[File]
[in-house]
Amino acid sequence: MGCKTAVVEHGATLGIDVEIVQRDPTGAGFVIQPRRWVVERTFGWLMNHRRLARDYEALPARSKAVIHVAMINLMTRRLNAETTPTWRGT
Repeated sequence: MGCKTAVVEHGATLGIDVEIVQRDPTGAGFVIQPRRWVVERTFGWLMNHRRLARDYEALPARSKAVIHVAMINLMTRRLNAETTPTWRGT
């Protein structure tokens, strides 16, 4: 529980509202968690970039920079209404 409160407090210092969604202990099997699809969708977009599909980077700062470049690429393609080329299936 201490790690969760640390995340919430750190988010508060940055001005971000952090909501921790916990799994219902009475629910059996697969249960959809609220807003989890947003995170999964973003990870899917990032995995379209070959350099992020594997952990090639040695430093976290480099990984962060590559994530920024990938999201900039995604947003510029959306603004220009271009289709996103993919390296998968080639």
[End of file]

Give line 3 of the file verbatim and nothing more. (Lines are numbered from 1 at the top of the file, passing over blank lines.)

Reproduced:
Repeated sequence: MGCKTAVVEHGATLGIDVEIVQRDPTGAGFVIQPRRWVVERTFGWLMNHRRLARDYEALPARSKAVIHVAMINLMTRRLNAETTPTWRGT